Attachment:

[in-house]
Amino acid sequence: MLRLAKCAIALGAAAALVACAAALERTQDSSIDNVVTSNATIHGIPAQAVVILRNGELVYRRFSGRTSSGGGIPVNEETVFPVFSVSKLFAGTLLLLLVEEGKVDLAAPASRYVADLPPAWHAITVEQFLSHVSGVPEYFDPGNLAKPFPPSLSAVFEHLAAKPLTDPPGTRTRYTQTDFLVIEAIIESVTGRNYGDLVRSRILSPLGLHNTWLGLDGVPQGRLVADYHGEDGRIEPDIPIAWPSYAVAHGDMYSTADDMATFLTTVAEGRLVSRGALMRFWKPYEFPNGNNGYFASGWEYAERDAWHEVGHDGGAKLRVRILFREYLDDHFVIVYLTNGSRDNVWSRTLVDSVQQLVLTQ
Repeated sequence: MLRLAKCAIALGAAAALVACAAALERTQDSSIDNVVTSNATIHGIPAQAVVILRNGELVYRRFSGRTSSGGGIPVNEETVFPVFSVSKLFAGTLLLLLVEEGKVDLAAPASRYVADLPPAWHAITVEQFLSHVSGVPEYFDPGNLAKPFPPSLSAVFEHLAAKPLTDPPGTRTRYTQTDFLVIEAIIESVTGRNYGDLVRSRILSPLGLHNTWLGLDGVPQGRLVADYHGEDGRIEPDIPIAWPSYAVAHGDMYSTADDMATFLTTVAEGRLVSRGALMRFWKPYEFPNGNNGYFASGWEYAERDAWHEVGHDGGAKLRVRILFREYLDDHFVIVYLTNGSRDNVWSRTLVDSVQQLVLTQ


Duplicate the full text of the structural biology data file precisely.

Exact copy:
[in-house]
Amino acid sequence: MLRLAKCAIALGAAAALVACAAALERTQDSSIDNVVTSNATIHGIPAQAVVILRNGELVYRRFSGRTSSGGGIPVNEETVFPVFSVSKLFAGTLLLLLVEEGKVDLAAPASRYVADLPPAWHAITVEQFLSHVSGVPEYFDPGNLAKPFPPSLSAVFEHLAAKPLTDPPGTRTRYTQTDFLVIEAIIESVTGRNYGDLVRSRILSPLGLHNTWLGLDGVPQGRLVADYHGEDGRIEPDIPIAWPSYAVAHGDMYSTADDMATFLTTVAEGRLVSRGALMRFWKPYEFPNGNNGYFASGWEYAERDAWHEVGHDGGAKLRVRILFREYLDDHFVIVYLTNGSRDNVWSRTLVDSVQQLVLTQ
Repeated sequence: MLRLAKCAIALGAAAALVACAAALERTQDSSIDNVVTSNATIHGIPAQAVVILRNGELVYRRFSGRTSSGGGIPVNEETVFPVFSVSKLFAGTLLLLLVEEGKVDLAAPASRYVADLPPAWHAITVEQFLSHVSGVPEYFDPGNLAKPFPPSLSAVFEHLAAKPLTDPPGTRTRYTQTDFLVIEAIIESVTGRNYGDLVRSRILSPLGLHNTWLGLDGVPQGRLVADYHGEDGRIEPDIPIAWPSYAVAHGDMYSTADDMATFLTTVAEGRLVSRGALMRFWKPYEFPNGNNGYFASGWEYAERDAWHEVGHDGGAKLRVRILFREYLDDHFVIVYLTNGSRDNVWSRTLVDSVQQLVLTQ